1. Jurong Town Corporation, The Making of Jurong Island: The Right Chemistry (Singapore: Jurong Town Corporation, 2000), 16, 46. (Call no. RSING 711.5524095957 MAK)
2. Jurong Town Corporation, Making of Jurong Island, 37.
3. Jurong Town Corporation, Making of Jurong Island, 17; “Realising Jurong Island's Potential,” Business Times, 1 December 2009, 31. (From NewspaperSG)
4. “Realising Jurong Island's Potential.”
5. Jurong Town Corporation, Annual Report 1983/84 (Singapore: Jurong Town Corporation, 1984), 8–9. (Call no. RCLOS 352.0072 JTCAR-[AR])
6. Jurong Town Corporation, Making of Jurong Island, 19; Jurong Town Corporation, Annual Report 1985/86 (Singapore: Jurong Town Corporation, 1984), 5. (Call no. RCLOS 352.0072 JTCAR-[AR])
7. Jurong Town Corporation, Making of Jurong Island, 19; Yeo Kim Seng, “Tuas' New Land as Large as 2 Sentosas,” Straits Times, 12 November 1988, 1 (From NewspaperSG); Jurong Town Corporation, Annual Report 1987/88 (Singapore: Jurong Town Corporation, 1984), 5, 10. (Call no. RCLOS 352.0072 JTCAR-[AR])
8. Jurong Town Corporation, Making of Jurong Island, 20; National University of Singapore. Department of Architecture and Jurong Town Corporation, Jurong Island: Planning and Designing for an Ecological Industrial Park (Singapore: Department of Architecture, National University of Singapore and Jurong Town Corporation, 2000), 11. (Call no. RSING q711.5524095957 JUR)
9. “Jurong Island, 20 Years Ahead of Schedule,” Today, 26 September 2009, 24. (From NewspaperSG)
10. Jurong Town Corporation, Annual Report 1998/99 (Singapore: Jurong Town Corporation, 1984), 25, 28. (Call no. RCLOS 352.0072 JTCAR-[AR])
11. Jurong Town Corporation, Making of Jurong Island, 55; “Links Island Unit Bags Sub-Contract,” Straits Times, 25 October 2000, 87. (From NewspaperSG)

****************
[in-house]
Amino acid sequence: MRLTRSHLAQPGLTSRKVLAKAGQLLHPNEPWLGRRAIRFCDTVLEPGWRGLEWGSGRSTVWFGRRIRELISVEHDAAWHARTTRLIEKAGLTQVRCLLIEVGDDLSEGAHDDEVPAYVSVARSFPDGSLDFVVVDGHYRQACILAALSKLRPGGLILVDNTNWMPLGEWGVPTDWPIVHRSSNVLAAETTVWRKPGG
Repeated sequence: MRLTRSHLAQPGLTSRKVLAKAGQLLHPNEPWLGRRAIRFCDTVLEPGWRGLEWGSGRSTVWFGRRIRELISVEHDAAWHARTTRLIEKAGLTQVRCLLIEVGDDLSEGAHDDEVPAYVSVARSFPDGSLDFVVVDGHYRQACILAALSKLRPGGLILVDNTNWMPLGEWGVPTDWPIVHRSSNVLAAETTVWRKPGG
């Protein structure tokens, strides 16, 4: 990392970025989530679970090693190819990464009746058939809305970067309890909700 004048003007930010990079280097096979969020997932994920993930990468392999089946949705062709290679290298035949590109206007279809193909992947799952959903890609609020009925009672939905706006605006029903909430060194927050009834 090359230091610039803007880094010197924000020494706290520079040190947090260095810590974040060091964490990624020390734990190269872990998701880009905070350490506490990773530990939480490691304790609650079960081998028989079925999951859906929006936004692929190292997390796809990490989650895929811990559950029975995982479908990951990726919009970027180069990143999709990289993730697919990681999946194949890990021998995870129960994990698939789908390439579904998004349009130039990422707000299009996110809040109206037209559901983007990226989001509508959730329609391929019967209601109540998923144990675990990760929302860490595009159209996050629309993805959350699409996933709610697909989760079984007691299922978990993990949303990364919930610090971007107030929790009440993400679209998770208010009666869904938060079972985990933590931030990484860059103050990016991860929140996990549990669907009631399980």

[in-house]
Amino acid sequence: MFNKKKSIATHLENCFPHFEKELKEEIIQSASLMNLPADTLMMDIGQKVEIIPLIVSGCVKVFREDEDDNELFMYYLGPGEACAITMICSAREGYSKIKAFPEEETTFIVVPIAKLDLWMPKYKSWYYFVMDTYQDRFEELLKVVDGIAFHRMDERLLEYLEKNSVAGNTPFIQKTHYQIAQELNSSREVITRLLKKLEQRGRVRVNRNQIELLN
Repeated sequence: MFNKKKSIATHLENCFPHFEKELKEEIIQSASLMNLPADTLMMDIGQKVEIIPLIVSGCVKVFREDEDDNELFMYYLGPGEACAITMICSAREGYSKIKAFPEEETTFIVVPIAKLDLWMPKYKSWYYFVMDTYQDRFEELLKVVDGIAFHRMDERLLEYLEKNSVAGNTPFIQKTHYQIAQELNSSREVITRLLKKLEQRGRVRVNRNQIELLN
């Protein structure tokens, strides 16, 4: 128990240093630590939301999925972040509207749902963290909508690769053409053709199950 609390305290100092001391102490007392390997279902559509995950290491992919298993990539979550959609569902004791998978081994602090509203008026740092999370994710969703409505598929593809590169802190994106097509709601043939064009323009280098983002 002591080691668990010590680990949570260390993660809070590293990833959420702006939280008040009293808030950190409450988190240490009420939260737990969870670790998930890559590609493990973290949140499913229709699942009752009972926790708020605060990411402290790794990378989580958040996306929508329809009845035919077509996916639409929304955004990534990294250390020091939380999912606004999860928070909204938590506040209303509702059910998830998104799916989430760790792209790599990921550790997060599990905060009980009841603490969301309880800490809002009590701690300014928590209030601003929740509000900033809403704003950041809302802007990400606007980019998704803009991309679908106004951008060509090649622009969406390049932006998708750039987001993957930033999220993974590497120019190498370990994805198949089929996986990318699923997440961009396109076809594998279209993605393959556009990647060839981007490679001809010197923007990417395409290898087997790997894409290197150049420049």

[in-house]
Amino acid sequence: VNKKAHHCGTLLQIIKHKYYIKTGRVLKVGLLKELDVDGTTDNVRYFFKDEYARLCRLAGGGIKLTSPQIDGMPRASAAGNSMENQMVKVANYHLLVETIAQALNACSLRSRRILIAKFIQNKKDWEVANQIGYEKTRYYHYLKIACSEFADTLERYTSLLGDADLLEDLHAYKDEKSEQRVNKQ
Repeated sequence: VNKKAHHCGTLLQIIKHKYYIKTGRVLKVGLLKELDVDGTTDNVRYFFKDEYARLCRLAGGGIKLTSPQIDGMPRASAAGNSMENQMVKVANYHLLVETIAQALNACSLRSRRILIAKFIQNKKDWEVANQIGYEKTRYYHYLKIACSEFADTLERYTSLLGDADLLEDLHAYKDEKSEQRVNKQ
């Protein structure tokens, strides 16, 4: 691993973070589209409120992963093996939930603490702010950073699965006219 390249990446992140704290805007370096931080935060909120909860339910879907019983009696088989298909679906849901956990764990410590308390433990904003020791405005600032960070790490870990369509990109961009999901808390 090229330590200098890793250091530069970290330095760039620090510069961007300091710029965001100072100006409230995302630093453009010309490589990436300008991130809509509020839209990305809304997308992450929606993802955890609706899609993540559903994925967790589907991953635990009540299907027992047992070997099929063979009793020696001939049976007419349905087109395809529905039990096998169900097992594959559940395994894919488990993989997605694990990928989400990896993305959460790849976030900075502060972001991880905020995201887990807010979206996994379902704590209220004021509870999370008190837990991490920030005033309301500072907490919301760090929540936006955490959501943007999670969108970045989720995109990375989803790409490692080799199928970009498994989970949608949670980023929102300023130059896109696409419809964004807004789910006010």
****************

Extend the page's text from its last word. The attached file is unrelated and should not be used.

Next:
12. “Page 1 Advertisements Column 1,” Business Times, 17 August 2015, 1. (From NewspaperSG)
13. Jurong Town Corporation, Annual Report 2012 (Singapore: Jurong Town Corporation, 2013), 25.
14. Jurong Town Corporation, Making of Jurong Island, 31.
15. Jurong Town Corporation, Making of Jurong Island, 78.
16. Jurong Town Corporation, Making of Jurong Island, 32 65; “Jurong Island: Full Steam Ahead,” Business Times, 13 October 2000, 26. (From NewspaperSG)
17. Jurong Town Corporation, Making of Jurong Island, 33.
18. Jurong Town Corporation, Making of Jurong Island, 33–35.
19. Jurong Town Corporation, Making of Jurong Island, 34.
20. Jurong Town Corporation, Making of Jurong Island, 37–38, 61; “Page 1 Advertisements Column 1.”
21. Jurong Town Corporation, Annual Report 1998/99, 28; Choo Bee Yian, “Ride to Jurong Island,” Straits Times, 31 March 1999, 37. (From NewspaperSG)
22. Laurel Teo, “Jurong Island-Petrochemical Hub,” Straits Times, 27 March 2000, 38. (From NewspaperSG)
23. Jurong Town Corporation, Making of Jurong Island, 71.
24. “Jurong Guards,” New Paper, 6 November 2002, 6 (From NewspaperSG); “Jurong Island,” Jurong Town Corporation, accessed 25 January 2016.
25. Chua Chin Hon, “Jurong Island to Get Fire Station,” Straits Times, 10 October 1998, 51. (From NewspaperSG)
26. Esther Tan, “Second Fire Station to Be Built on Jurong Island,” Straits Times, 19 December 2008, 57. (From NewspaperSG)
27. “JTC Scheme Eases Traffic Flow into Jurong Island,” Business Times, 16 February 2009, 9. (From NewspaperSG)
28. Diana Othman, “Mock Evacuation at Jurong Island,” Straits Times, 16 February 2009, 22. (From NewspaperSG)
29. “Five Things to Know about the Jurong Rock Caverns,” Straits Times, 2 September 2014; Jurong Town Corporation, Annual Report 2007 (Singapore: Jurong Town Corporation, 2008), 15. (Call no. RSING 338.95957 JTCA-[AR])
30. Jurong Town Corporation, Annual Report 2013 (Singapore: Jurong Town Corporation, 2014), 19.
31. Lee Hsien Loong, “The Official Opening of the Jurong Rock Caverns,” speech, 2 September 2014, Prime Minister’s Office Singapore.
32. “Singapore: Leading Hub for Oil Products and Gas Trade,” Oil and Gas News, 31 August 2015. (From Factiva via NLB’s eResources website)
33. “Principal Statistics of Manufacturing By Industry Cluster, 2014,” Department of Statistics, Singapore, accessed 4 January 2016.
34. “Energy and Chemicals,” Economic Development Board, Singapore, accessed 31 August 2015.
35. Jurong Town Corporation, Annual Report 2010 (Singapore: Jurong Town Corporation, 2011), 12 (Call no. RSING 338.95957 JTCA-[AR]); “Singapore Opts for Cleaner Energy Sources,” Straits Times, 21 July 2015 (From Factiva via NLB’s eResources website); “Urban Solutions and Sustainability,” Economic Development Board, accessed 14 January 2016.
The information in this article is valid as of 1 March 2016 and correct as far as we are able to ascertain from our sources. It is not intended to be an exhaustive or complete history of the subject. Please contact the Library for further reading materials on the topic.